Friday, February 5, 2010

emotions and decisions

I was surprised to read that a person whose brain injury knocked the ability to have emotions was left unable to decide anything.  I wrote my dissertation on decision theory and while working on it, I wondered if there could be a time or place or situation where I could not make a decision.  I thought I could always decide to follow the dictates of a tossed coin or choose the option the cost the least or had the shortest name or something.  Sure, I knew I might later find some other choice might have been better but I am very used to that.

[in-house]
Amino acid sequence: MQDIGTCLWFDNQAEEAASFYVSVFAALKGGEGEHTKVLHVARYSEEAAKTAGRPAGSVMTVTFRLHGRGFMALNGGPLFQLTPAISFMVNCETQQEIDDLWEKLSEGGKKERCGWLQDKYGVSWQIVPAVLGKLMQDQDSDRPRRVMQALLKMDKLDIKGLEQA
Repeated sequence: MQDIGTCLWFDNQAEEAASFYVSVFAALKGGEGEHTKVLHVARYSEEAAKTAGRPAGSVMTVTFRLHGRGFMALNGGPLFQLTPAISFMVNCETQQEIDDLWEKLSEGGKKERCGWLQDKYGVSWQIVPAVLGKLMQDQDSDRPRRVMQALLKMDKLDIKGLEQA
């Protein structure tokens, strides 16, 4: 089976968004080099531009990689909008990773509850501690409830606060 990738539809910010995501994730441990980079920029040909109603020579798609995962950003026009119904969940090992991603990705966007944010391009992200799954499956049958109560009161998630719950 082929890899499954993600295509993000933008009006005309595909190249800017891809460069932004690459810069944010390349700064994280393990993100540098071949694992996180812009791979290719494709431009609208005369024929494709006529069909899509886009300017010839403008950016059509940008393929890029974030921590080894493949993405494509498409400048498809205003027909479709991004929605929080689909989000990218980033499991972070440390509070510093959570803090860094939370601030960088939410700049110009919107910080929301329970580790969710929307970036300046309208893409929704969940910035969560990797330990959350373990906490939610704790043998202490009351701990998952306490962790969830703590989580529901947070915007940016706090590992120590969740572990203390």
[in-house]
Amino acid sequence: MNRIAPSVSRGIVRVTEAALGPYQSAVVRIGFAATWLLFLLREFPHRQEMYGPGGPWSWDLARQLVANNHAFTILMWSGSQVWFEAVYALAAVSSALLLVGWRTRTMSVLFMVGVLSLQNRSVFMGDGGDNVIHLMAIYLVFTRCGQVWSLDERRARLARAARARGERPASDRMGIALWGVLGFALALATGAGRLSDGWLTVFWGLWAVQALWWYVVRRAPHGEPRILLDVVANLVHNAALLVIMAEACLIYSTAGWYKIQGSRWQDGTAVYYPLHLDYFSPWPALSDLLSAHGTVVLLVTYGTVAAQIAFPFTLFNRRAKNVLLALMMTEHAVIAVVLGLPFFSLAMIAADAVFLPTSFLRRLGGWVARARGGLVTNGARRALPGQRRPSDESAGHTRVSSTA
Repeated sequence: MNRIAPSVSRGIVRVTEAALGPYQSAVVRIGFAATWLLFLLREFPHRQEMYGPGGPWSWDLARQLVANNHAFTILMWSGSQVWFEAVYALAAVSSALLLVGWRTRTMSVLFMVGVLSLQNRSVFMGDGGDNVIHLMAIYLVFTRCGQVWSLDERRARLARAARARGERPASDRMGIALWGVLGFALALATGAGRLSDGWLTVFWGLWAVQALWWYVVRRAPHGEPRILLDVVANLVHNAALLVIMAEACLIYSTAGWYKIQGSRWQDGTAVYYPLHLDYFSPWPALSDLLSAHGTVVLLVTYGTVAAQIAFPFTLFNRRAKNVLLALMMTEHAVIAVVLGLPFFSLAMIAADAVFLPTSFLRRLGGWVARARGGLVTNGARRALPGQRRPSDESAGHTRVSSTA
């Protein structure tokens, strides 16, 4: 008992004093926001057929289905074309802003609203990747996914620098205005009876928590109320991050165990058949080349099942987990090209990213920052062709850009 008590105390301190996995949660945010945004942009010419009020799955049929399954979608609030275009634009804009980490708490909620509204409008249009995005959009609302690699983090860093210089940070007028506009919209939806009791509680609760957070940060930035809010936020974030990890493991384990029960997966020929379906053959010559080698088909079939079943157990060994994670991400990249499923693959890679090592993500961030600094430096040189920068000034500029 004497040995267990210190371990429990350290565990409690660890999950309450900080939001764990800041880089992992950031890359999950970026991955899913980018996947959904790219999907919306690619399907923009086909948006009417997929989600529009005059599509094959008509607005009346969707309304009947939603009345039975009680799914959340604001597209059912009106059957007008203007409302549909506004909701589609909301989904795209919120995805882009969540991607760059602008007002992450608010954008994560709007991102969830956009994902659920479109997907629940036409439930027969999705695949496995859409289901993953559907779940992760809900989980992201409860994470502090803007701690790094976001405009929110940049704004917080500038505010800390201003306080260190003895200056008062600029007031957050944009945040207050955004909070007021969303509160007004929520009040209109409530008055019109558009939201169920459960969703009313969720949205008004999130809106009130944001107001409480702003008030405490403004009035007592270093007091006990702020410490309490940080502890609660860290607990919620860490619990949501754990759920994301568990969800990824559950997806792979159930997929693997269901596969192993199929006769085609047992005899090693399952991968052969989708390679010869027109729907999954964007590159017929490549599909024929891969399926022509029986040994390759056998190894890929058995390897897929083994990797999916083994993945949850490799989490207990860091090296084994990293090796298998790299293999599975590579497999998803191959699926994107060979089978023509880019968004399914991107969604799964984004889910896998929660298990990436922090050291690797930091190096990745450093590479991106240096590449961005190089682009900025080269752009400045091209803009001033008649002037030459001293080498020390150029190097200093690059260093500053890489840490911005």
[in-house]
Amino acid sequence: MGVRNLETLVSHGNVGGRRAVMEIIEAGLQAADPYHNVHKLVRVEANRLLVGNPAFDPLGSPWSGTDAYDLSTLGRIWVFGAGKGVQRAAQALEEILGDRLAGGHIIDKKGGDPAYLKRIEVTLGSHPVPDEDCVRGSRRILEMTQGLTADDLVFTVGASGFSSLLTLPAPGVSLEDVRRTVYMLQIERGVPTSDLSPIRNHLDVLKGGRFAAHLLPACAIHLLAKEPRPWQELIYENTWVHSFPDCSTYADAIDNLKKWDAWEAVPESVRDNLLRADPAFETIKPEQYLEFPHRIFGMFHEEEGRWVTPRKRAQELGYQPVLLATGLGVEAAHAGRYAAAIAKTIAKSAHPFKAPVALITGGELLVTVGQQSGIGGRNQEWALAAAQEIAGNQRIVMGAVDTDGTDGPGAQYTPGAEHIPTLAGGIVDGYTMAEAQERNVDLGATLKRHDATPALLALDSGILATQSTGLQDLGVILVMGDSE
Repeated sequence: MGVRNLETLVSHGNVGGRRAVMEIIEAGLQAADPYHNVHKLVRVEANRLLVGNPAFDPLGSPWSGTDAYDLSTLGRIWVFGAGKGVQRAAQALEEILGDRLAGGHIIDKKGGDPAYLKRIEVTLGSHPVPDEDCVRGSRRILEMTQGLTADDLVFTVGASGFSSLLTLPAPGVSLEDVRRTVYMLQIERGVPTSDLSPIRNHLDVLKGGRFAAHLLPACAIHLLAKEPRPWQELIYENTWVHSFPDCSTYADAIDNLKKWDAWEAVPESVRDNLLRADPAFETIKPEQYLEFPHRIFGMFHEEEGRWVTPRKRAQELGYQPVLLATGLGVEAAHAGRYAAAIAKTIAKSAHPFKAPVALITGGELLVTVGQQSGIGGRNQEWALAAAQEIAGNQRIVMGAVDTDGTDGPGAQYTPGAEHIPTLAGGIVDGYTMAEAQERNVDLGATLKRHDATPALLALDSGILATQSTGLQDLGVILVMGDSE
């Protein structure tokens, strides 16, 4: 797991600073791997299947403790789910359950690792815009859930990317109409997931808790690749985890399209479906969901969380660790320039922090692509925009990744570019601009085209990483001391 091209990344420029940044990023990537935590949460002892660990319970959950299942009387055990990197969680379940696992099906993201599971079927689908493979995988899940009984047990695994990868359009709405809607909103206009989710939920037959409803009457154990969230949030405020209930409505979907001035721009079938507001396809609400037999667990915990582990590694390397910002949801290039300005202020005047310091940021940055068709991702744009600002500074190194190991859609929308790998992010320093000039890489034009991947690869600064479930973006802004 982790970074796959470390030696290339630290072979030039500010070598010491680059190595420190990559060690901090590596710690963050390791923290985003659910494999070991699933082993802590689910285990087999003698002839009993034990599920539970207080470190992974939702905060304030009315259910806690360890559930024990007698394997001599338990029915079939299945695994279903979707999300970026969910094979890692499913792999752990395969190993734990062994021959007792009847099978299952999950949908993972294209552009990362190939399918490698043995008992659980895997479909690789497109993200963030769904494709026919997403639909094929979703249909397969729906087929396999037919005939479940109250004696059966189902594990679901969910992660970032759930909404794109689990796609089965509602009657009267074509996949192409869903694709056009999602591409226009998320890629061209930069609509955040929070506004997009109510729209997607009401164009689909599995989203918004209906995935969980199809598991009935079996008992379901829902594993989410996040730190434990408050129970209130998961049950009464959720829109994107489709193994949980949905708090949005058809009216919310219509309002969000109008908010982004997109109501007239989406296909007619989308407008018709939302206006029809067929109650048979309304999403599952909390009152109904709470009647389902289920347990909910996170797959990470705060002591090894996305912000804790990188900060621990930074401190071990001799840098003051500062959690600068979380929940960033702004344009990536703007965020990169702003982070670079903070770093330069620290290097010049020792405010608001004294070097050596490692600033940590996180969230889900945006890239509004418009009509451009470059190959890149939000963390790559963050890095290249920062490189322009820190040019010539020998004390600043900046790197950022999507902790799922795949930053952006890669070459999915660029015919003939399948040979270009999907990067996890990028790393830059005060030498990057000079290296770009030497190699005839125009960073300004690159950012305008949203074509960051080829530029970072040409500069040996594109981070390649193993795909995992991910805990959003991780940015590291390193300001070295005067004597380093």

It seems that the person with the brain injury could research and note and weigh choices but could not care enough to make a selection.  I've carried a crude picture that some people are rational and careful thinkers while others are emotional types with a sudden hankering for chocolate or a movie or a trip.  I guess we all have the ability to want, desire, pursue if we have fully working brains.  Who would have thought that emotions, the very essence of not being rational, would be necessary for a decision?  Who would have thought that not just those driven by whim but all of us need our emotions to function, even intellectual function?

I guess a good example of the idea and some research that emotions are needed for decision-making is "Descartes' Error" by the neuroscientist Antonio Damasio.

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